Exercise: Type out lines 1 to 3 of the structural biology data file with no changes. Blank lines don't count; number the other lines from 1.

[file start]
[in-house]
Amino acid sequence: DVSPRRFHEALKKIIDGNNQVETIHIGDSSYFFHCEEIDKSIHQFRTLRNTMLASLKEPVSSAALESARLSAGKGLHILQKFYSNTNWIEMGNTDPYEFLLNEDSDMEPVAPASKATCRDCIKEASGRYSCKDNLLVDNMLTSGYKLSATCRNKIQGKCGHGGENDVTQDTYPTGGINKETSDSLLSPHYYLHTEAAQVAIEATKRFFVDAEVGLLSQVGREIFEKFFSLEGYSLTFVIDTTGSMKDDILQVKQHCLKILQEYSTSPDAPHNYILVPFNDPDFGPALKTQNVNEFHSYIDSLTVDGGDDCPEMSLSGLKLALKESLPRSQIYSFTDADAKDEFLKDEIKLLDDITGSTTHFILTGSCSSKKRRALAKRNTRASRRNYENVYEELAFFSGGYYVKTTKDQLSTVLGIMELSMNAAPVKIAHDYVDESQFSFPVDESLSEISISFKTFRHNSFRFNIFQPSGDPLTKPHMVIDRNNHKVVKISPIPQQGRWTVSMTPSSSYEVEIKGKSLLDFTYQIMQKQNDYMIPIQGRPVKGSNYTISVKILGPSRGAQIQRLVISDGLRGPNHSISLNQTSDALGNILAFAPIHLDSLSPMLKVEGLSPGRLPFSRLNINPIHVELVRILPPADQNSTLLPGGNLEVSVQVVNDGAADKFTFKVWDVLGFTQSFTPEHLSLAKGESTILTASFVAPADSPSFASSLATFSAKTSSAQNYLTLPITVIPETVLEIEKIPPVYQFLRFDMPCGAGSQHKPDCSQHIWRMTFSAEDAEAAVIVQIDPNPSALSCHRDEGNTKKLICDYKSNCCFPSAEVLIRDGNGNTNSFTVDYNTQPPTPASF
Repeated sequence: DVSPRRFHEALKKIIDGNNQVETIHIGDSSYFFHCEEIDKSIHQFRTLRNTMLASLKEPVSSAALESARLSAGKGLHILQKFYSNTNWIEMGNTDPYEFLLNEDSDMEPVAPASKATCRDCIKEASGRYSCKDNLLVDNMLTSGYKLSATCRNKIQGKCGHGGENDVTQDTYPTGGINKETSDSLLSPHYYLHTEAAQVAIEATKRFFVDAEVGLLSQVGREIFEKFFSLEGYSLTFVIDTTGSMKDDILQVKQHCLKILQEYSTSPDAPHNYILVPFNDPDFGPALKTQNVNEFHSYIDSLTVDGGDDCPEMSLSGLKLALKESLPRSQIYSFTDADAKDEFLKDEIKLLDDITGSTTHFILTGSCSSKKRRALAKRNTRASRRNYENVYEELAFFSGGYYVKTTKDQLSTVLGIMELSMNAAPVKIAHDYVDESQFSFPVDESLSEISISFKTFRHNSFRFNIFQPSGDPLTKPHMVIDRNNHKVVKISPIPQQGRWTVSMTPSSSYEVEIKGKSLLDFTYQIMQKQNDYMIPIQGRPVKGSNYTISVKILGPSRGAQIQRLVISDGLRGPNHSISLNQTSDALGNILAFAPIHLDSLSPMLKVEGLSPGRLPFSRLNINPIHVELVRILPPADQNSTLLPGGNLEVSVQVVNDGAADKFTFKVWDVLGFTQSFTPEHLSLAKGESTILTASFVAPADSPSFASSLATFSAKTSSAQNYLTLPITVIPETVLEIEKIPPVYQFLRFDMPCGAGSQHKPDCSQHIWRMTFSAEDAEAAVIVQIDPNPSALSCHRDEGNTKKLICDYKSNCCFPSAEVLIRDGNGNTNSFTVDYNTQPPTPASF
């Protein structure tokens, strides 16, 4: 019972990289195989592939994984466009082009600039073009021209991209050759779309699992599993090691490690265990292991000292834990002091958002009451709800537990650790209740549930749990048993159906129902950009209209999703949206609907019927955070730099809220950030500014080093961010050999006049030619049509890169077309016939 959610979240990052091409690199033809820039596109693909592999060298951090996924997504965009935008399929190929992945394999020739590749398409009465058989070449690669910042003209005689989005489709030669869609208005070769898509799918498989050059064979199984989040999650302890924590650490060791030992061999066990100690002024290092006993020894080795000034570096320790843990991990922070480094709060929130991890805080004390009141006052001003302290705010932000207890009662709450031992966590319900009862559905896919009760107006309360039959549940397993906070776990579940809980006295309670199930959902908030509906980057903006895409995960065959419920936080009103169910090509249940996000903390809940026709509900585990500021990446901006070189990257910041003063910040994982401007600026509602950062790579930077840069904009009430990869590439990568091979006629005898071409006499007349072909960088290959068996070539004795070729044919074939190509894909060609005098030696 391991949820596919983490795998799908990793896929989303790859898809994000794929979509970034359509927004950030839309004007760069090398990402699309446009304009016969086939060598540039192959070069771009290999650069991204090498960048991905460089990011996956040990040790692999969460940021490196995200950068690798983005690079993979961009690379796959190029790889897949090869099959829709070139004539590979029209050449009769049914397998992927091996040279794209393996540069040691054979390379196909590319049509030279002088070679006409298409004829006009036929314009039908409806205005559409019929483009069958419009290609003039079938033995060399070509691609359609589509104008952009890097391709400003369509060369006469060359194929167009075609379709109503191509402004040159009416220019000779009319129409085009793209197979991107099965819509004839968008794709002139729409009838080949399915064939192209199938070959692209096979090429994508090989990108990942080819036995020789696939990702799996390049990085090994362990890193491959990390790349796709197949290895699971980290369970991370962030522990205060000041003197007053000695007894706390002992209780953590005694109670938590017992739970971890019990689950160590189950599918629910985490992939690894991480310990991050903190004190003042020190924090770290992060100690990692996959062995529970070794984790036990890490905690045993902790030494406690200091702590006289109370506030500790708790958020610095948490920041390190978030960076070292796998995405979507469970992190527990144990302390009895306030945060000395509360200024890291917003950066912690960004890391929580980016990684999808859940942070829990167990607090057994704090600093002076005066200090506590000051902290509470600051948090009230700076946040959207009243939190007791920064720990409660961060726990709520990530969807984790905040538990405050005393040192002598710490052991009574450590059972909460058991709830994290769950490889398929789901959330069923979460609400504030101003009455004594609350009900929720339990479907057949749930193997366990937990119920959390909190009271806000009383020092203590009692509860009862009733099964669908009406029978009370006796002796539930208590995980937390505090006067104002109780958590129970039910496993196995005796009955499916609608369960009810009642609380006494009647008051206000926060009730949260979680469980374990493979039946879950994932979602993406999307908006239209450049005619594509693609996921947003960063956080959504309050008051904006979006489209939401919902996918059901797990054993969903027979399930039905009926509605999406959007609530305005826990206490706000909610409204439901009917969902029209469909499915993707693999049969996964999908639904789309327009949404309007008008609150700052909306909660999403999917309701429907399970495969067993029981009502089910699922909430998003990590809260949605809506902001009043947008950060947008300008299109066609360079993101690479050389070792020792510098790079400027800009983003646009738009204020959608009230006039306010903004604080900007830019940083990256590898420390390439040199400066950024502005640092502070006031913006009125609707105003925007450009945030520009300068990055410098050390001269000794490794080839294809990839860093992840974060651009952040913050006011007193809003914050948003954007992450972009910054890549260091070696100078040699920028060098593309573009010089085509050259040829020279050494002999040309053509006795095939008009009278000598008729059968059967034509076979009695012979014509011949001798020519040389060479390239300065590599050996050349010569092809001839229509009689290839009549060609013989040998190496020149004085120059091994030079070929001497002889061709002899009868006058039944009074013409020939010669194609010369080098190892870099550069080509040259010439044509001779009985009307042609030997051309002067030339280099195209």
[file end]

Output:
[in-house]
Amino acid sequence: DVSPRRFHEALKKIIDGNNQVETIHIGDSSYFFHCEEIDKSIHQFRTLRNTMLASLKEPVSSAALESARLSAGKGLHILQKFYSNTNWIEMGNTDPYEFLLNEDSDMEPVAPASKATCRDCIKEASGRYSCKDNLLVDNMLTSGYKLSATCRNKIQGKCGHGGENDVTQDTYPTGGINKETSDSLLSPHYYLHTEAAQVAIEATKRFFVDAEVGLLSQVGREIFEKFFSLEGYSLTFVIDTTGSMKDDILQVKQHCLKILQEYSTSPDAPHNYILVPFNDPDFGPALKTQNVNEFHSYIDSLTVDGGDDCPEMSLSGLKLALKESLPRSQIYSFTDADAKDEFLKDEIKLLDDITGSTTHFILTGSCSSKKRRALAKRNTRASRRNYENVYEELAFFSGGYYVKTTKDQLSTVLGIMELSMNAAPVKIAHDYVDESQFSFPVDESLSEISISFKTFRHNSFRFNIFQPSGDPLTKPHMVIDRNNHKVVKISPIPQQGRWTVSMTPSSSYEVEIKGKSLLDFTYQIMQKQNDYMIPIQGRPVKGSNYTISVKILGPSRGAQIQRLVISDGLRGPNHSISLNQTSDALGNILAFAPIHLDSLSPMLKVEGLSPGRLPFSRLNINPIHVELVRILPPADQNSTLLPGGNLEVSVQVVNDGAADKFTFKVWDVLGFTQSFTPEHLSLAKGESTILTASFVAPADSPSFASSLATFSAKTSSAQNYLTLPITVIPETVLEIEKIPPVYQFLRFDMPCGAGSQHKPDCSQHIWRMTFSAEDAEAAVIVQIDPNPSALSCHRDEGNTKKLICDYKSNCCFPSAEVLIRDGNGNTNSFTVDYNTQPPTPASF
Repeated sequence: DVSPRRFHEALKKIIDGNNQVETIHIGDSSYFFHCEEIDKSIHQFRTLRNTMLASLKEPVSSAALESARLSAGKGLHILQKFYSNTNWIEMGNTDPYEFLLNEDSDMEPVAPASKATCRDCIKEASGRYSCKDNLLVDNMLTSGYKLSATCRNKIQGKCGHGGENDVTQDTYPTGGINKETSDSLLSPHYYLHTEAAQVAIEATKRFFVDAEVGLLSQVGREIFEKFFSLEGYSLTFVIDTTGSMKDDILQVKQHCLKILQEYSTSPDAPHNYILVPFNDPDFGPALKTQNVNEFHSYIDSLTVDGGDDCPEMSLSGLKLALKESLPRSQIYSFTDADAKDEFLKDEIKLLDDITGSTTHFILTGSCSSKKRRALAKRNTRASRRNYENVYEELAFFSGGYYVKTTKDQLSTVLGIMELSMNAAPVKIAHDYVDESQFSFPVDESLSEISISFKTFRHNSFRFNIFQPSGDPLTKPHMVIDRNNHKVVKISPIPQQGRWTVSMTPSSSYEVEIKGKSLLDFTYQIMQKQNDYMIPIQGRPVKGSNYTISVKILGPSRGAQIQRLVISDGLRGPNHSISLNQTSDALGNILAFAPIHLDSLSPMLKVEGLSPGRLPFSRLNINPIHVELVRILPPADQNSTLLPGGNLEVSVQVVNDGAADKFTFKVWDVLGFTQSFTPEHLSLAKGESTILTASFVAPADSPSFASSLATFSAKTSSAQNYLTLPITVIPETVLEIEKIPPVYQFLRFDMPCGAGSQHKPDCSQHIWRMTFSAEDAEAAVIVQIDPNPSALSCHRDEGNTKKLICDYKSNCCFPSAEVLIRDGNGNTNSFTVDYNTQPPTPASF